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Limestone Branch Experimental Collection Red Wheat Bourbon

Posted on by Eric Burke

While trying to figure out the DNS issue this site was having last night, I ended up doing a little research for an upcoming post. One of the unsung benefits of being a spirits writer is that if you plan to write about what you are drinking, then you can just say you are doing "research." And the greatest part of that is, it isn't even lying. 

So since I was busy doing IT work (and doing research on future posts) last night, I thought that it might be a good time to finally get around to the third of three bottles of Limestone Branch Experimental Bourbon that I bought back in May.

This one has a very similar name from the second bottle I reviewed. So much so that the reason that the reviews were written in the order they were was because I grabbed the wrong bottle when I did the second review. There is a single word of difference in the names. This one does not have the word Malted in it. Which of course means that this is a much more typical wheated bourbon mash then the malted wheat bourbon was.

Limestone Branch Red Wheat Bourbon is a 98 proof bourbon distilled from a mash of 60% White Corn, 28% Wheat, and 12% Malted Barley. It is 22 months old.

Limestone Branch Experimental Collection Red Wheat Bourbon

Purchase Info: $22.99 for a 375 mL bottle at Total Wine, Louisville, KY

Details: 49% ABV. Single Barrel. Barrel 59. Mash bill: 60% white corn, 28%  wheat, 12% malted barley. Barrel Entry ABV: 50.58%. Barrel Char level 3. Aged 22 months.

Nose: Caramel, wintergreen, cardamom, and peach.

Mouth: Caramel, brown sugar, mint, hints of baking spice.

Finish: Warm and of medium length. There is an immediate "young" note upon swallowing which is followed by peach and baking spice. 

 IMAGE: a hand-drawn neutral face

Thoughts: I have never had a peach note show up in a bourbon before, so for that, I find this really interesting. This shows a lot of promise, but sadly just isn't there yet. As they release older versions though, this will be one to keep an eye on. 


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O.Z. Tyler, Bourbon and Rye

Posted on by Eric Burke

When I was a kid, Walt Disney's Bambi taught me two things.

1) The mom will always die in a Disney cartoon.
2) "If you can't say anything nice, don't say nothin' at all"

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OZ Tyler Bourbon and Rye

Purchase Info: $0.99 each for 50mL bottles from Liquor Barn Middletown, Louisville, KY

Details: 45% ABV. Processed using the TerrePURE fast filtering process.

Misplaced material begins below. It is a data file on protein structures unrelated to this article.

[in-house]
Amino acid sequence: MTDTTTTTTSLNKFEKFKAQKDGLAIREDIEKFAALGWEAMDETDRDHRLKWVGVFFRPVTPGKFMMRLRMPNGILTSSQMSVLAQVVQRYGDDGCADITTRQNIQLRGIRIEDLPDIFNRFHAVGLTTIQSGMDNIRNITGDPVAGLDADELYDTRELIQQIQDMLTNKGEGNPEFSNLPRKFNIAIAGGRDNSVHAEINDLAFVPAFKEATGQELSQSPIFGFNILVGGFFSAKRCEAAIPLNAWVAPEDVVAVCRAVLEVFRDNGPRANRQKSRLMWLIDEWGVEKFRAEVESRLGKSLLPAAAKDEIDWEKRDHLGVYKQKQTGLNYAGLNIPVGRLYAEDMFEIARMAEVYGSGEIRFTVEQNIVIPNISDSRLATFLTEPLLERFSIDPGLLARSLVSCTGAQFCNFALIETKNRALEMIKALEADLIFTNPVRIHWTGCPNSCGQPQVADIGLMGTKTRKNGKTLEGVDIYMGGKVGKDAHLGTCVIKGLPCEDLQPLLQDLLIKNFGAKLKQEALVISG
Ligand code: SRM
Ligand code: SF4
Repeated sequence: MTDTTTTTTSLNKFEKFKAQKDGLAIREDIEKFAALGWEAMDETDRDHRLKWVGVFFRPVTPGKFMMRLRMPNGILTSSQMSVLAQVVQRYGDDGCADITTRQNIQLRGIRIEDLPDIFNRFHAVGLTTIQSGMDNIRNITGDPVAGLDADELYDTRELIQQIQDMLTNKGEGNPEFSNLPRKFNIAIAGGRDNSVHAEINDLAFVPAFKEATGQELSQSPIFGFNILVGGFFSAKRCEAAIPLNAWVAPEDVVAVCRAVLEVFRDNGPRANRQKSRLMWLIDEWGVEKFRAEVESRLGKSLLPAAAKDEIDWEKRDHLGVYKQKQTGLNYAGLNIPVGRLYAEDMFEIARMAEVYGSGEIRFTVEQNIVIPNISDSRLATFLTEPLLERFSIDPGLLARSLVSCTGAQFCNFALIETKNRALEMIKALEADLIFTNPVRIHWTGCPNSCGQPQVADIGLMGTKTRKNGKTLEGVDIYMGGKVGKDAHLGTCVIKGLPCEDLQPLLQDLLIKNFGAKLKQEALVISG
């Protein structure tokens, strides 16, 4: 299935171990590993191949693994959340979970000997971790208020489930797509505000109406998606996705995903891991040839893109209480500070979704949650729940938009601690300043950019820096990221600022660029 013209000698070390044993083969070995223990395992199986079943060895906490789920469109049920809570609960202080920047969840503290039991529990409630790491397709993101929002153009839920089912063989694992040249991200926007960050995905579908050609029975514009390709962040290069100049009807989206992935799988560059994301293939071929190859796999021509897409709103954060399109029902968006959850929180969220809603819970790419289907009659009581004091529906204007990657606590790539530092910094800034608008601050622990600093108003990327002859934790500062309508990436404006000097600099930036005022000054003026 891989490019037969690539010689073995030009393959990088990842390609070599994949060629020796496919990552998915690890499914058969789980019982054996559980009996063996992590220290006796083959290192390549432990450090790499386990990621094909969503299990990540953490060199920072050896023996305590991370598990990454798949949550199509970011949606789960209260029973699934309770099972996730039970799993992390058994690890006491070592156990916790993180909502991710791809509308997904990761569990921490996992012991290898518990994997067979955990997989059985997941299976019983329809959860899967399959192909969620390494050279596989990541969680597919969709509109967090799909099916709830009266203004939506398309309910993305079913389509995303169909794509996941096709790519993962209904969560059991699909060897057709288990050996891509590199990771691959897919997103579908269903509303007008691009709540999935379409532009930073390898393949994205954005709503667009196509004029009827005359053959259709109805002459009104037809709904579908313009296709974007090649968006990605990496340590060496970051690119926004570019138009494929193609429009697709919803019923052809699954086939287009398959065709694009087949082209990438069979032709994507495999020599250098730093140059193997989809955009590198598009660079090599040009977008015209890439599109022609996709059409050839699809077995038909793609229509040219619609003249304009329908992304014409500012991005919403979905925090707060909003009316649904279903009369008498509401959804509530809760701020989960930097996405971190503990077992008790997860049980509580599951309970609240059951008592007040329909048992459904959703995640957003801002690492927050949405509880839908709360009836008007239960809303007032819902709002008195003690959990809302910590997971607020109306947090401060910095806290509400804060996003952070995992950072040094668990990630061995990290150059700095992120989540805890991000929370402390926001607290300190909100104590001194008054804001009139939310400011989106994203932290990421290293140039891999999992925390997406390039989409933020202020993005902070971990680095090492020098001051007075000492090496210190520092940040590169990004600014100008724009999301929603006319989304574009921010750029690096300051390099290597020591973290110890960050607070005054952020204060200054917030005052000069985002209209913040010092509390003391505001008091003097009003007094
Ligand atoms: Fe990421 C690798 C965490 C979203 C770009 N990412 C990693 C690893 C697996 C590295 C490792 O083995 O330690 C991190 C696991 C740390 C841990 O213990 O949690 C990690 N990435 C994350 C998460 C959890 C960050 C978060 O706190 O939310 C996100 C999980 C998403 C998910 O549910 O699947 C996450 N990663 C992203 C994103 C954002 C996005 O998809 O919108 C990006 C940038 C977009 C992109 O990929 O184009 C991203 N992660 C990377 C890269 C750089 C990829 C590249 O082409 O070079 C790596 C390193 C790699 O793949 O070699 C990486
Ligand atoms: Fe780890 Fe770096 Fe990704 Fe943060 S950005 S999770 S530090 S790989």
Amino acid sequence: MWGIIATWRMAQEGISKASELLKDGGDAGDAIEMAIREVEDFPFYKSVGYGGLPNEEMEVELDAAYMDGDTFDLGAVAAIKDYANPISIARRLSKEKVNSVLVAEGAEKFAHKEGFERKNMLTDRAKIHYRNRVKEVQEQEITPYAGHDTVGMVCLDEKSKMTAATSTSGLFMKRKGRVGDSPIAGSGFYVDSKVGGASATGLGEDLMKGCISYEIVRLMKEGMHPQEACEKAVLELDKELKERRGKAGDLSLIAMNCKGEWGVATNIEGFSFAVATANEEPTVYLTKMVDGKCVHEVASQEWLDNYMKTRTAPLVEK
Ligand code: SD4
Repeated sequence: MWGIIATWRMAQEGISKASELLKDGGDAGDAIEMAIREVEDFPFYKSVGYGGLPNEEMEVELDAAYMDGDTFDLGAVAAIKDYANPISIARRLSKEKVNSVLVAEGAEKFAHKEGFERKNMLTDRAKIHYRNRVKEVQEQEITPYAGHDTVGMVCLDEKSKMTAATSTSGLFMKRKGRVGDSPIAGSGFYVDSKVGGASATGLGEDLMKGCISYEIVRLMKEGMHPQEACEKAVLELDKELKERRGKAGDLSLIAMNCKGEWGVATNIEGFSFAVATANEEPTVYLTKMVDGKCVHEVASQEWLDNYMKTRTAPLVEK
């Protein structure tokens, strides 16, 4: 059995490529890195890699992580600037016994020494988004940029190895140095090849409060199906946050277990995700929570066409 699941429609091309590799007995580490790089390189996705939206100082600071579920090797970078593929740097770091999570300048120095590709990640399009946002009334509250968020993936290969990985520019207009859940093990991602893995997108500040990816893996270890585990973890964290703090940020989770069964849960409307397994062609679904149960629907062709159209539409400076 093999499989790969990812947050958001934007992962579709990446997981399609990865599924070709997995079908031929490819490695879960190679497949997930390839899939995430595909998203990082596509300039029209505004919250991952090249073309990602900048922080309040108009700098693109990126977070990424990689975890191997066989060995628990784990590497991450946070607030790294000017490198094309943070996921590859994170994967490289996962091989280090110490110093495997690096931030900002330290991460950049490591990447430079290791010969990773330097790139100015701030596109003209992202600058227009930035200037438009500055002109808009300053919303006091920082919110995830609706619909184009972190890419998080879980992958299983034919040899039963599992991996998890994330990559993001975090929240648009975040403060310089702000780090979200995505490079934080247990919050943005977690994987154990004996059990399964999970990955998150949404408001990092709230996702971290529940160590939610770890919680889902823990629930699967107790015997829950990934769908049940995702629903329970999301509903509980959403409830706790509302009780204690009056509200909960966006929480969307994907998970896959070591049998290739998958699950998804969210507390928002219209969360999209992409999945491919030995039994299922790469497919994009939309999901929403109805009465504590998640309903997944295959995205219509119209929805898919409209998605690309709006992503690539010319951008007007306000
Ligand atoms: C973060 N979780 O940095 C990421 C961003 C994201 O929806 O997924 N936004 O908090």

Bourbon: "Aged a minimum of a year and a day in new charred oak."
Rye: "Aged a minimum of six months in new charred oak."

Nose: 
Bourbon: Caramel Corn. Smells very young.
Rye: Buttered corn initially. A hint of rye spice appears after a bit.

Mouth: 
Bourbon:
Gentle spice (mostly alcohol tingle), Sweet corn. 
Rye: Thin and cool in the mouth. After holding it in the mouth for a while, rye spices appear. Slightly sweet with a hint of citrus.

Finish:
Bourbon:
The finish really reminds me of the sips of Seagrams 7 and 7-up that I'd steal from my dad as a kid. Thin, grainy and just a bit longer than you'd hope for given the flavors.
Rye: Gentle and short with hints of rye spice that fade quickly.

 IMAGE: A hand drawn face with a frown, tongue sticking out and x's for eyes.

Thoughts: It is my understanding that most of the TerrePURE whiskey is being either sold as bulk whiskey or bottled as store brands. Given that, you can be sure that it will end up in plenty of private labels near you. I know that Total Wine has multiple of their own brands that are made from TerrePURE whiskey. I've tried a couple. I haven't found one yet I could recommend. I bought this thinking that since this was a brand being released by the producers, that it might be a good representation of the best that they could do.

I still decided to only risk $4.

If this is representative of TerrePURE whiskey, then "Distilled in Indiana" will become the mark to look for on unknown bourbon instead of "Distilled in Kentucky." This bourbon gives Kentucky bourbon a bad name. Luckily most of the TerrePURE whiskeys I've had have been labeled as such. But maybe we should avoid all store brand Kentucky bourbons, just in case. And in case it wasn't obvious, I really do not like this. At all.

 IMAGE: A hand drawn  neutral face

The rye is pretty meh. It's light on rye flavor. Doesn't have the punch you'd expect from even young rye. But, hey, it is much better than the bourbon. So there is that.


BourbonGuy.com accepts no advertising. It is solely supported by the sale of the hand-made products I sell at the BourbonGuy Gifts Etsy store. If you'd like to support BourbonGuy.com, visit BourbonGuyGifts.com. Thanks!

Limestone Branch Experimental Collection Malted Red Wheat Bourbon

Posted on by Eric Burke

Have you ever been so busy that you just forget to eat? You wouldn't know it from looking at me, but it happens to me all the time. I'll get so into working on a project that all of a sudden I'll look up and it's four in the afternoon...and it's right about then that I realize that I am really hungry and end up eating a little too much to compensate. 

This is the probably the reason you wouldn't be able to tell that I frequently forget meals. 

Anyway, that's the sort of passion that I expect most craft distillers have. Not the gorging after unintentional fasting part, but the getting so into a project that you forget about everything else part. The distillers that I've met have all really loved what they are doing and loved the experimentation that they could do.

Which brings us to the second of three bottles of Limestone Branch's Experimental Collection that I picked up in May. This one is named Malted Red Wheat and is made up of a mash bill of 60% white corn, 28% malted wheat and 12% malted barley. 

Limestone Branch Experimental Collection Malted Red Wheat Bourbon

Purchase Info: $22.99 for a 375 mL bottle at Total Wine, Louisville, KY

Details: 47.5% ABV. Single Barrel. Barrel 114. Mash bill: 60% white corn, 28% malted wheat, 12% malted barley. Barrel Entry ABV: 50.63%. Barrel Char level 3. Aged 20 months.

Nose: Toffee, floral, gentle baking spices.

Mouth: Generic Sweetness, malted milk, cinnamon spice.

Finish: Youth shows up on the finish bringing cinnamon spice and dried grain notes along with it.